Reference > Anatomy of the Human Body > Page 1098
Henry Gray (1825–1861).  Anatomy of the Human Body.  1918.
equivalent to that portion of the right bronchus which lies on the distal side of its eparterial branch. The first branch of the left bronchus arises about 5 cm. from the bifurcation of the trachea, and is distributed to the superior lobe. The main stem then enters the inferior lobe, where it divides into ventral and dorsal branches similar to those in the right lung. The branch to the superior lobe of the left lung is regarded as the first of the ventral series.

Structure.—The lungs are composed of an external serous coat, a subserous areolar tissue and the pulmonary substance or parenchyma.
  The serous coat is the pulmonary pleura (page 1090); it is thin, transparent, and invests the entire organ as far as the root.
  The subserous areolar tissue contains a large proportion of elastic fibers; it invests the entire surface of the lung, and extends inward between the lobules.
  The parenchyma is composed of secondary lobules which, although closely connected together by an interlobular areolar tissue, are quite distinct from one another, and may be teased asunder without much difficulty in the fetus. The secondary lobules vary in size; those on the surface are large, of pyramidal form, the base turned toward the surface; those in the interior smaller, and of various forms. Each secondary lobule is composed of several primary lobules, the anatomical units of the lung. The primary lobule consists of an alveolar duct, the air spaces connected with it and their bloodvessels, lymphatics and nerves.
  The intrapulmonary bronchi divide and subdivide throughout the entire organ, the smallest subdivisions constituting the lobular bronchioles. The larger divisions consist of: (1) an outer coat of fibrous tissue in which are found at intervals irregular plates of hyaline cartilage, most developed at the points of division; (2) internal to the fibrous coat, a layer of circularly disposed smooth muscle fibers, the bronchial muscle; and (3) most internally, the mucous membrane, lined by columnar ciliated epithelium resting on a basement membrane. The corium of the mucous membrane contains numerous elastic fibers running longitudinally, and a certain amount of lymphoid tissue; it also contains the ducts of mucous glands, the acini of which lie in the fibrous coat. The lobular bronchioles differ from the larger tubes in containing no cartilage and in the fact that the ciliated epithelial cells are cubical in shape. The lobular bronchioles are about 0.2 mm. in diameter.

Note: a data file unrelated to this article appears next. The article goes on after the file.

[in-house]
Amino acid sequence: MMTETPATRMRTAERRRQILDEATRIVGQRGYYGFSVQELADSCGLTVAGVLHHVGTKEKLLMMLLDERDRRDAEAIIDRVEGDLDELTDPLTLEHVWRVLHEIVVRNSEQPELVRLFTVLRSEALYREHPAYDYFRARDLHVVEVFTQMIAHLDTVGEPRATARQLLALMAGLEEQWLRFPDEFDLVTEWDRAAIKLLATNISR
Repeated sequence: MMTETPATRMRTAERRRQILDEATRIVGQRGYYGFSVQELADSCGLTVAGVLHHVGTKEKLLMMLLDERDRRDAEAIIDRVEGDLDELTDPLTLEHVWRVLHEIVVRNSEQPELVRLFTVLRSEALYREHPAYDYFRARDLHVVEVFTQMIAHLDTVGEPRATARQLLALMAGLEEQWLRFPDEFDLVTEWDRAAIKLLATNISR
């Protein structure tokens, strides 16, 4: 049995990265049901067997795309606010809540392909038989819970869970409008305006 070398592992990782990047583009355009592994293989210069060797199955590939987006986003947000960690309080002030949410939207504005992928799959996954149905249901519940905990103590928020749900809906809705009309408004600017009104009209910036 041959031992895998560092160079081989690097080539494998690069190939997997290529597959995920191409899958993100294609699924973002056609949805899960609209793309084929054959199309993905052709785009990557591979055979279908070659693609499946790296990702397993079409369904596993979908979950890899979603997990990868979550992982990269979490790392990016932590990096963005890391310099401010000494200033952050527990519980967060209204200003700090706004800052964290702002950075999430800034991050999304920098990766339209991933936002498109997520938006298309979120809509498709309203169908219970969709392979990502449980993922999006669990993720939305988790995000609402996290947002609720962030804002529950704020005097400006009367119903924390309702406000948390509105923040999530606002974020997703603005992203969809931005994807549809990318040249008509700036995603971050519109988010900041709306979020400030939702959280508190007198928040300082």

FIG. 974– Part of a secondary lobule from the depth of a human lung, showing parts of several primary lobules. 1, bronchiole; 2, respiratory bronchiole; 3, alveolar duct; 4, atria; 5, alveolar sac; 6, alveolus or air cell: m, smooth muscle; a, branch pulmonary artery; v, branch pulmonary vein; s, septum between secondary lobules. Camera drawing of one 50 μ section. X 20 diameters. (Miller.) (See enlarged image)

  Each bronchiole divides into two or more respiratory bronchioles, with scattered alveoli, and each of these again divides into several alveolar ducts, with a greater number of alveoli connected with them. Each alveolar duct is connected with a variable number of irregularly spherical spaces, which also possess alveoli, the atria. With each atrium a variable number (2–5) of alveolar sacs are connected which bear on all parts of their circumference alveoli or air sacs. (Miller.)


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